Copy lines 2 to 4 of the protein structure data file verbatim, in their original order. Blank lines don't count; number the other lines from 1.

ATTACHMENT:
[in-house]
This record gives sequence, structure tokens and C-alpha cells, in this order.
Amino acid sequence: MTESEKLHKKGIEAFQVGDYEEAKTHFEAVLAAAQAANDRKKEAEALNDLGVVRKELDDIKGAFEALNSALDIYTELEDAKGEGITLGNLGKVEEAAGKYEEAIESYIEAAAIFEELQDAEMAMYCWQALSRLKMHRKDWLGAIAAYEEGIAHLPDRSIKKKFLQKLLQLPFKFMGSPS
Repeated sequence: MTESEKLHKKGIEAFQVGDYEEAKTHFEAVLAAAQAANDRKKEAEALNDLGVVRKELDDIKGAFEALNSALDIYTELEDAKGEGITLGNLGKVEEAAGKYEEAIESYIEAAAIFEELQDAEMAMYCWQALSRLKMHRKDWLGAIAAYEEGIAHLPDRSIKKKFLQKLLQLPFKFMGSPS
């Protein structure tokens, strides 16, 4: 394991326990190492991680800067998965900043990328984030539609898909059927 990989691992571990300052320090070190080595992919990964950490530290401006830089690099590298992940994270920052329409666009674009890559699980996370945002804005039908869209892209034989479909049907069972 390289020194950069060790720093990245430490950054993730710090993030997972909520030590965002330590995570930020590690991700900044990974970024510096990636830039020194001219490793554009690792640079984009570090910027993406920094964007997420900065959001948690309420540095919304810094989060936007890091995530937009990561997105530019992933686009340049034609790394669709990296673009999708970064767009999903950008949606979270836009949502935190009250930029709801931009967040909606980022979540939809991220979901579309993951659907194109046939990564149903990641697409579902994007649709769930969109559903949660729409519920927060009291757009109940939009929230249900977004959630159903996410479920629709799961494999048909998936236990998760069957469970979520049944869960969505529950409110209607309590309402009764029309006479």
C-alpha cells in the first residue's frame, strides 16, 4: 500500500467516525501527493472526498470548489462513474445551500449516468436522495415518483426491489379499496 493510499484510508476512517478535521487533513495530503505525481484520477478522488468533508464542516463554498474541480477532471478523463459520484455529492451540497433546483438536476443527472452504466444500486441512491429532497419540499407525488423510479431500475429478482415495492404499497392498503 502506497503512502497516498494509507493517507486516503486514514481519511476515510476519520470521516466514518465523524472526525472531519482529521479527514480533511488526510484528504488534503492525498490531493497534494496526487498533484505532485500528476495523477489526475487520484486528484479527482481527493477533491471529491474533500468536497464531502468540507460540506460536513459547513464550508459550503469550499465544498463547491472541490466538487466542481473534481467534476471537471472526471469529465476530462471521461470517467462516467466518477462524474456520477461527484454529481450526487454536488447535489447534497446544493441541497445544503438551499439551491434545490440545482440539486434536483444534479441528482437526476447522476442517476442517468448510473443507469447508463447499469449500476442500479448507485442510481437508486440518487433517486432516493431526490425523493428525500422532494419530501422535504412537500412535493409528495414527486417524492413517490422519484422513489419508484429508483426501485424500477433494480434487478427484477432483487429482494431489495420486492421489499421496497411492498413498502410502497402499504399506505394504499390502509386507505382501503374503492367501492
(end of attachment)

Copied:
This record gives sequence, structure tokens and C-alpha cells, in this order.
Amino acid sequence: MTESEKLHKKGIEAFQVGDYEEAKTHFEAVLAAAQAANDRKKEAEALNDLGVVRKELDDIKGAFEALNSALDIYTELEDAKGEGITLGNLGKVEEAAGKYEEAIESYIEAAAIFEELQDAEMAMYCWQALSRLKMHRKDWLGAIAAYEEGIAHLPDRSIKKKFLQKLLQLPFKFMGSPS
Repeated sequence: MTESEKLHKKGIEAFQVGDYEEAKTHFEAVLAAAQAANDRKKEAEALNDLGVVRKELDDIKGAFEALNSALDIYTELEDAKGEGITLGNLGKVEEAAGKYEEAIESYIEAAAIFEELQDAEMAMYCWQALSRLKMHRKDWLGAIAAYEEGIAHLPDRSIKKKFLQKLLQLPFKFMGSPS